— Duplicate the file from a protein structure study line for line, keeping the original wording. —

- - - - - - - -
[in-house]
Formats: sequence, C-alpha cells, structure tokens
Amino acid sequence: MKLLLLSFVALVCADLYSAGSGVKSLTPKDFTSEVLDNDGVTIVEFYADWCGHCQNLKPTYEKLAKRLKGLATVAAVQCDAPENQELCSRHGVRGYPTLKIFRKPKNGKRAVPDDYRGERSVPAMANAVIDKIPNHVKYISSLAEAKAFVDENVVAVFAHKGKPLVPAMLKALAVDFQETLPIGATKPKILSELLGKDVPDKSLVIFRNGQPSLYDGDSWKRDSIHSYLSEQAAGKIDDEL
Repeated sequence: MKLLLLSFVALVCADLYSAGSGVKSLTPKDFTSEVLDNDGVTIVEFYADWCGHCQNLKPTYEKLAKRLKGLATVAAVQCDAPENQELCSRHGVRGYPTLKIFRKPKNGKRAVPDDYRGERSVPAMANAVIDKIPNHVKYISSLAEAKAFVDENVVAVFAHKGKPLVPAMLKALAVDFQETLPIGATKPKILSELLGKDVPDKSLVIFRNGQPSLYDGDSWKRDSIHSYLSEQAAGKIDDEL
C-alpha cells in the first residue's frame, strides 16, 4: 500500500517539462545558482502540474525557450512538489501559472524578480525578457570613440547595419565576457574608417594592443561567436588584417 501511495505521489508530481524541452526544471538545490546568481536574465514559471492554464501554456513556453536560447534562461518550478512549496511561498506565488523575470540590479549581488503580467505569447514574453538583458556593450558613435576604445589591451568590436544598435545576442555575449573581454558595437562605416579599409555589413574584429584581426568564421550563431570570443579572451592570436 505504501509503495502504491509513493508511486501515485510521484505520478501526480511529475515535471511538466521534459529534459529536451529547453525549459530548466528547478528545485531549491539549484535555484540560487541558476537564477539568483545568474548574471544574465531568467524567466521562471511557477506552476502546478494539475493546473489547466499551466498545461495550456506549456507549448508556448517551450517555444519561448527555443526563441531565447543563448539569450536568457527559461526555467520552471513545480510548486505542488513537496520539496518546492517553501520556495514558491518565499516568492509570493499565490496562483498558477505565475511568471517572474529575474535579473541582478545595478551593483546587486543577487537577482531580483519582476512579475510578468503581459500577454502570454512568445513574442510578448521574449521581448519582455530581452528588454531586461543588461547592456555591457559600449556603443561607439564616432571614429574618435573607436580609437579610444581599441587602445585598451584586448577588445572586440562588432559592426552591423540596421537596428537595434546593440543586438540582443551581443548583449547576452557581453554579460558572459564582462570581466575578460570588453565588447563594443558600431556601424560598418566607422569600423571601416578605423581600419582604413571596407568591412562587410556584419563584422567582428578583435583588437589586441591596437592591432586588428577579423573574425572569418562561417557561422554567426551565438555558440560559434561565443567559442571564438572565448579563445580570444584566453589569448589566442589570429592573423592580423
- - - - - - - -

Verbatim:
[in-house]
Formats: sequence, C-alpha cells, structure tokens
Amino acid sequence: MKLLLLSFVALVCADLYSAGSGVKSLTPKDFTSEVLDNDGVTIVEFYADWCGHCQNLKPTYEKLAKRLKGLATVAAVQCDAPENQELCSRHGVRGYPTLKIFRKPKNGKRAVPDDYRGERSVPAMANAVIDKIPNHVKYISSLAEAKAFVDENVVAVFAHKGKPLVPAMLKALAVDFQETLPIGATKPKILSELLGKDVPDKSLVIFRNGQPSLYDGDSWKRDSIHSYLSEQAAGKIDDEL
Repeated sequence: MKLLLLSFVALVCADLYSAGSGVKSLTPKDFTSEVLDNDGVTIVEFYADWCGHCQNLKPTYEKLAKRLKGLATVAAVQCDAPENQELCSRHGVRGYPTLKIFRKPKNGKRAVPDDYRGERSVPAMANAVIDKIPNHVKYISSLAEAKAFVDENVVAVFAHKGKPLVPAMLKALAVDFQETLPIGATKPKILSELLGKDVPDKSLVIFRNGQPSLYDGDSWKRDSIHSYLSEQAAGKIDDEL
C-alpha cells in the first residue's frame, strides 16, 4: 500500500517539462545558482502540474525557450512538489501559472524578480525578457570613440547595419565576457574608417594592443561567436588584417 501511495505521489508530481524541452526544471538545490546568481536574465514559471492554464501554456513556453536560447534562461518550478512549496511561498506565488523575470540590479549581488503580467505569447514574453538583458556593450558613435576604445589591451568590436544598435545576442555575449573581454558595437562605416579599409555589413574584429584581426568564421550563431570570443579572451592570436 505504501509503495502504491509513493508511486501515485510521484505520478501526480511529475515535471511538466521534459529534459529536451529547453525549459530548466528547478528545485531549491539549484535555484540560487541558476537564477539568483545568474548574471544574465531568467524567466521562471511557477506552476502546478494539475493546473489547466499551466498545461495550456506549456507549448508556448517551450517555444519561448527555443526563441531565447543563448539569450536568457527559461526555467520552471513545480510548486505542488513537496520539496518546492517553501520556495514558491518565499516568492509570493499565490496562483498558477505565475511568471517572474529575474535579473541582478545595478551593483546587486543577487537577482531580483519582476512579475510578468503581459500577454502570454512568445513574442510578448521574449521581448519582455530581452528588454531586461543588461547592456555591457559600449556603443561607439564616432571614429574618435573607436580609437579610444581599441587602445585598451584586448577588445572586440562588432559592426552591423540596421537596428537595434546593440543586438540582443551581443548583449547576452557581453554579460558572459564582462570581466575578460570588453565588447563594443558600431556601424560598418566607422569600423571601416578605423581600419582604413571596407568591412562587410556584419563584422567582428578583435583588437589586441591596437592591432586588428577579423573574425572569418562561417557561422554567426551565438555558440560559434561565443567559442571564438572565448579563445580570444584566453589569448589566442589570429592573423592580423